The AWS CDK for software-defined deployments

Dreaming of Clouds

CDK Magic

The public, read-only vpc attribute (lines 4 and 5) is defined within the HelloCdkBase class itself. This attribute provides an interface for your class to export its VPC definition. Earlier, when talking of reuse, I mentioned the scenario in which additional application development teams might leverage your shared networking resources when defining their own applications with the CDK. This attribute provides the mechanism to make that functionality possible. At the end of the class, the VPC created within the class is made available outside of the class (through the attribute) by virtue of setting the value of the attribute to an export of helloCdkVpc (line 44).

Build It!

I'm as eager as you are to watch CDK do its magic, but first you need to update bin/hello-cdk.ts (Listing 2). Update yours such that it looks like the code in Listing 6.

Listing 6

New bin/hello-cdk.ts

#!/usr/bin/env node
import cdk = require('@aws-cdk/cdk');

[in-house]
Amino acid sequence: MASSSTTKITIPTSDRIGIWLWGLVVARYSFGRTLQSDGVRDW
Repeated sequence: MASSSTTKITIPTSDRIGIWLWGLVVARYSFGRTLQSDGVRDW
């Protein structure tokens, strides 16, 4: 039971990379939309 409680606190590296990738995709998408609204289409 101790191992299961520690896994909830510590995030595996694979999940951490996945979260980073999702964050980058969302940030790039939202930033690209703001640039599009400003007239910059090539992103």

import { HelloCdkBase } from '../lib/hello-cdk-base';
const app = new cdk.App();
const stackName = 'HelloCdkBase-' + app.getContext('ENV')
new HelloCdkBase(app, stackName, {}, app.getContext('ENV'));;

Here, you set your main CDK app to import only from lib/hello-cdk-base.ts, which is the file where your VPC code resides. In a future installment, I'll begin to build out the resources necessary for your application in the lib/hello-cdk-stack.ts file, at which point you'll re-include it in bin/hello-cdk.ts. You'll also see here the use of a context variable, ENV (again, see the "How Context Works in the AWS CDK" box regarding dynamic context), to create dynamic names for your apps.

Generating CloudFormation with the CDK

Although this next step won't actually build resources in your AWS account, if you've ever spent countless hours slogging it out creating CloudFormation templates, you'll see it is incredibly cool. From your CLI, run the commands:

$ mkdir -p "./cft/qa"
$ cdk synth -c ENV=qa "HelloCdkBase-qa" >./cft/qa/vpc.yml

You should now see a cft directory with a qa subdirectory in the root of your project. Within the qa subdirectory, you'll find a file called vpc.yml, which contains CloudFormation code that directly correlates to your TypeScript CDK code. Spend a few minutes looking back and forth between the YAML file and the TypeScript file: Which one would you rather spend a few minutes (or hours, depending on your choice) editing? My choice is definitely TypeScript.

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